Though the plant is generally nontoxic and has been utilized for centuries for its medicinal value, Valerian root side effects may occur. Usually used to relieve insomnia and stress, 150–300 mg Valerian extract should be taken an hour before bedtime. Though it is normal for your body to act up out of the ordinary when taking a new substance, if symptoms persist or become too bothersome for you to function normally, then lessen the dosage or stop it completely. Speak to your health care practitioner if you have a questions or concerns.
- Valerian root may interact with other prescription medications. Because Valerian has a mild sedative effect, it should not be taken together with alcoholic beverages, benzodiazepines, antihistamines or barbiturates.
- Valerian root may cause liver damage. This is especially the case if you’ve been using it for a long time. Signs to look for are yellowing of skin or whites of eyes, or upper-right abdominal pain.
- Valerian root may cause an allergic reaction. Hives, itching, swelling of the mouth or throat, wheezing and difficulty breathing are signs of this and signify that you must stop taking it immediately.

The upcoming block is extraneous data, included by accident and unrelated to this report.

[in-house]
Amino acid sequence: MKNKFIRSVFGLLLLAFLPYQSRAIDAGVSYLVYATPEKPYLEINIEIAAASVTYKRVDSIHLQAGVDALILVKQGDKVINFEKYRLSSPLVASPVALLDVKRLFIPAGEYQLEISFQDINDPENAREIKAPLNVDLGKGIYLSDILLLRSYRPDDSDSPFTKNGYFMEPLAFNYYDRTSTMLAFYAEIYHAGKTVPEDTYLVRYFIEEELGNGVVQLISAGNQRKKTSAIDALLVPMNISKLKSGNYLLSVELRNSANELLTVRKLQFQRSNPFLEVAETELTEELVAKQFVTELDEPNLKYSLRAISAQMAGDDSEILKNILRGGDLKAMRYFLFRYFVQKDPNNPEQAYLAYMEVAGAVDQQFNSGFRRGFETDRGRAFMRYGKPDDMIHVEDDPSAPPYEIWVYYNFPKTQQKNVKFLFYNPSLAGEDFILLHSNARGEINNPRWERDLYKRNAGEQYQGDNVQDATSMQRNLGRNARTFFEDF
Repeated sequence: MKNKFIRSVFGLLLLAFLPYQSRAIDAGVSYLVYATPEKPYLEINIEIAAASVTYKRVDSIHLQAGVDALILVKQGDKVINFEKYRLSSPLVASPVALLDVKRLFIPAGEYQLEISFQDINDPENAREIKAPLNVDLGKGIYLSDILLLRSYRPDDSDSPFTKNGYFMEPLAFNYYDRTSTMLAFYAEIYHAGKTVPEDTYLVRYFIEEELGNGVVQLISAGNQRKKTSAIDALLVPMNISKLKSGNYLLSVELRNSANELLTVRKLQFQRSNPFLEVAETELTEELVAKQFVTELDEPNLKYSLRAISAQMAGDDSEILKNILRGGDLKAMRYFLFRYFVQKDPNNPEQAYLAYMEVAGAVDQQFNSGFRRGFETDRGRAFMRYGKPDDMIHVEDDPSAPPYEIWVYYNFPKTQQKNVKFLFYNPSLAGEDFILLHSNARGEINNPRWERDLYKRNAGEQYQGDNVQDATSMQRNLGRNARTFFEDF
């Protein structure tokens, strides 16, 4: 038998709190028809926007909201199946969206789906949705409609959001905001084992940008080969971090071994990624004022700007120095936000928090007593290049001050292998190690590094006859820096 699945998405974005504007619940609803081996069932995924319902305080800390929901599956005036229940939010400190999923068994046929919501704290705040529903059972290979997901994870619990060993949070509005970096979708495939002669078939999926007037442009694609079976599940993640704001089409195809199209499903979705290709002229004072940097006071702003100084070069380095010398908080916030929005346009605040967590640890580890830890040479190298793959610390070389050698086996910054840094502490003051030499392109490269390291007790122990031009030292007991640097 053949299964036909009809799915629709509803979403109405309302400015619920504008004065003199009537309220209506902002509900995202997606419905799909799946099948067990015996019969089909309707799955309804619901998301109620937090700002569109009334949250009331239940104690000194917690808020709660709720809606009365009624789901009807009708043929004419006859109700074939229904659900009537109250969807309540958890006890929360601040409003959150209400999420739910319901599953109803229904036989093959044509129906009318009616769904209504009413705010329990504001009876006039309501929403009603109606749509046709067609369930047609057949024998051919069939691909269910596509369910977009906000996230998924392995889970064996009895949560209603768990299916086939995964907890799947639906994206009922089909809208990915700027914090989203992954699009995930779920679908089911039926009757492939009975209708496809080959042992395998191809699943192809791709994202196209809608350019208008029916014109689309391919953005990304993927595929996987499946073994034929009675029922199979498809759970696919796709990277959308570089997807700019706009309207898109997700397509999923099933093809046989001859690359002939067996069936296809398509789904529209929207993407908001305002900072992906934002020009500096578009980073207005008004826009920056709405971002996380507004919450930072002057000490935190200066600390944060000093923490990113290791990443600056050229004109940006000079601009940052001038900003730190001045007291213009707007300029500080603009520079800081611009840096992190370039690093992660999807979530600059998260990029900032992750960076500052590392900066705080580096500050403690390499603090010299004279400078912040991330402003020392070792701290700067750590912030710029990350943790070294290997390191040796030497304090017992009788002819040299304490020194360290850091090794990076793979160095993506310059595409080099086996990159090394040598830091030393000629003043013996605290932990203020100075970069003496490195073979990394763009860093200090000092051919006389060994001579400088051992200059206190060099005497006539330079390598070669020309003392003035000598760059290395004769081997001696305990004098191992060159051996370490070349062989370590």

- Valerian root may increase drowsiness. It should not be used while driving, operating heavy machinery or during other activities that require alertness and mental acuity, due to its tranquilizing effect.
- Valerian root may lead to withdrawal symptoms upon ceasing intake. Many cases of Valerian root withdrawal have been noted. To avoid this, it is best to slowly decrease dosage over the course of two weeks before stopping completely.
- Valerian root may be diuretic. The herb can cause your body to naturally lose excess water weight, triggering needs to go to the restroom throughout the night, thwarting a good night’s rest.
- Valerian root may restlessness and excitability. Conversely, many who’ve taken Valerian root have reported the complete opposite effect of what it’s supposed to do and may even cause heart palpitations.
- Valerian root may cause digestive upset. Bloating, gas diarrhea and nausea are common types of digestive upset you may experience.
- Valerian root may interfere with medications that are broken down in the liver. Medications that are broken down in the liver, such as allergy medications, cholesterol medications, antifungal medications and cancer medications may be affected as well.
- Valerian root may dizziness blurry vision. This is especially likely to occur after long-term use of the herb, therefore, using Valerian for extended periods of time isn’t recommended.
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